"My view is firmly that the vet tests have had no
bearing whatsoever on the positive improvements we have
seen in our breed – after the first failure at Crufts,
and only one failure on a trivial issue since that time,
there is surely little real evidence to go on. In
addition, the number of Clumbers assessed by judges in
the show ring provides an even smaller cross-section of
the breed, particularly in our case as the breed has
seen a significant fall-off in terms of the numbers
entered at shows.
"It remains to be seen if numbers being shown
increase now we are no longer subject to the test.
Sadly, we know of people who have left the breed and who
are unlikely to return; that in itself is a great loss
for the breed and a direct consequence of the tests.
"Still we Clumberites are happy although I for one
will save my celebrations until the vet tests cease for
all breeds and we get back to a situation where the
decision of the judge is final. In the meantime, those
of us who truly care and are responsible and dedicated
will continue to breed healthy Clumbers. Yes there will
always be some who slip through the net, but the breed
clubs cannot police all breeders.”
Lana Levai, who lives in Croatia, said she was bitterly
disappointed when Boom failed the check at Crufts ’12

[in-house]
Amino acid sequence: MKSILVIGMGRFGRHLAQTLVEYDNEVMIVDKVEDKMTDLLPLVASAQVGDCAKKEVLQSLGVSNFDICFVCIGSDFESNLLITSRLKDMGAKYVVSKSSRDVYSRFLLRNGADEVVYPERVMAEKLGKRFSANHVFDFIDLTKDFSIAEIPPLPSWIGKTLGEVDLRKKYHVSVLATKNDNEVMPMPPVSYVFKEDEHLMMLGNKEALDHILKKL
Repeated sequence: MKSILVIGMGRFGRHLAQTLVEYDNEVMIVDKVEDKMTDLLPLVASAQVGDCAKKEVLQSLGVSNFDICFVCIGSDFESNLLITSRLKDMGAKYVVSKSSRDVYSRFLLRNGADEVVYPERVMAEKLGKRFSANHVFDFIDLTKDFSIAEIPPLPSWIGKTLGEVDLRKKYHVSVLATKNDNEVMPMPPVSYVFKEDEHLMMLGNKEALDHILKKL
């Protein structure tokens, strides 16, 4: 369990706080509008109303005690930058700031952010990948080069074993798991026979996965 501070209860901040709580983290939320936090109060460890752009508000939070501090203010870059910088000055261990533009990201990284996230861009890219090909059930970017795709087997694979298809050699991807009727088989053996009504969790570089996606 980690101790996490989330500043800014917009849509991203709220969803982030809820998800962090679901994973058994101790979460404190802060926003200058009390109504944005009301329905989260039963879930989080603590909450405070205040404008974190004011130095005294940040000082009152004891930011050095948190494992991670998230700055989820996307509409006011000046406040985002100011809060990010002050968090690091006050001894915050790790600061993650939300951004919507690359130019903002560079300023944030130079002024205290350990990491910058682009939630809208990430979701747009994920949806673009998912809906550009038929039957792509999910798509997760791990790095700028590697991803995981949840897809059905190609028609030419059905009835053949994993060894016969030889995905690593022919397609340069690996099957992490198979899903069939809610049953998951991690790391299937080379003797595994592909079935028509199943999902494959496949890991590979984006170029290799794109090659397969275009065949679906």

following her bitch’s success in England and Europe.
"She had been very popular with British judges and
had won many groups and bests in show,” she said.
"Two months before Crufts she had won a group in
Italy under Frank Kane, who was BIS judge at Crufts that
year and had been awarded by John Triwell who judged the
group that year.
"We had had all the vet checks carried out on Boom.
She had been eye tested, hip scored and tested for PDP1,
then a vet who’s not a breed specialist decided all of
us – owners, breeders, judges and vets – are stupid!
I was interviewed by DOG WORLD and I said I would never
come to Crufts again. But then I saw how much support I
had – from exhibitors, breeders and the Canine
Alliance – even people from other breeds. So I decided
that the best thing would be for all of us to stick
together and fight. And I returned to Crufts the
following year with Boom’s son who won BOB and passed
his vet check. Then we were very happy; the treatment we
received from the vet and the KC was very different to
the previous year.
"So we will never forget the stress of 2012 but we
will keep going. I still think the high-profile list is
silly, but our results will show who was right and who